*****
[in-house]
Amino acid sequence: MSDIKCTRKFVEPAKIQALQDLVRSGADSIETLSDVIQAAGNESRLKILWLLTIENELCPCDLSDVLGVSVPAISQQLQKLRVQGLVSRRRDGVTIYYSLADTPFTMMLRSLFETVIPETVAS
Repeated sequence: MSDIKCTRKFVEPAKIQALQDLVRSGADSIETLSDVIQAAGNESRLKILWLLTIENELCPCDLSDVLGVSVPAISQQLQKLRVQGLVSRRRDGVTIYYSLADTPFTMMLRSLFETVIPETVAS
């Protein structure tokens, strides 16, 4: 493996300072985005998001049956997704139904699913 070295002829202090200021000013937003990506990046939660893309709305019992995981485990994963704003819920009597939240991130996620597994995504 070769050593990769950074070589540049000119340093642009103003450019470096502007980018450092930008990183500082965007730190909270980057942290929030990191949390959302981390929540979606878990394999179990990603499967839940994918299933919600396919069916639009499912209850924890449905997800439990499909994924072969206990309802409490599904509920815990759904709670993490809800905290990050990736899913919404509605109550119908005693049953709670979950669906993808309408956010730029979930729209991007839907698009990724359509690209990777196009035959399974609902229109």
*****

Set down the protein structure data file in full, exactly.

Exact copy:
[in-house]
Amino acid sequence: MSDIKCTRKFVEPAKIQALQDLVRSGADSIETLSDVIQAAGNESRLKILWLLTIENELCPCDLSDVLGVSVPAISQQLQKLRVQGLVSRRRDGVTIYYSLADTPFTMMLRSLFETVIPETVAS
Repeated sequence: MSDIKCTRKFVEPAKIQALQDLVRSGADSIETLSDVIQAAGNESRLKILWLLTIENELCPCDLSDVLGVSVPAISQQLQKLRVQGLVSRRRDGVTIYYSLADTPFTMMLRSLFETVIPETVAS
């Protein structure tokens, strides 16, 4: 493996300072985005998001049956997704139904699913 070295002829202090200021000013937003990506990046939660893309709305019992995981485990994963704003819920009597939240991130996620597994995504 070769050593990769950074070589540049000119340093642009103003450019470096502007980018450092930008990183500082965007730190909270980057942290929030990191949390959302981390929540979606878990394999179990990603499967839940994918299933919600396919069916639009499912209850924890449905997800439990499909994924072969206990309802409490599904509920815990759904709670993490809800905290990050990736899913919404509605109550119908005693049953709670979950669906993808309408956010730029979930729209991007839907698009990724359509690209990777196009035959399974609902229109």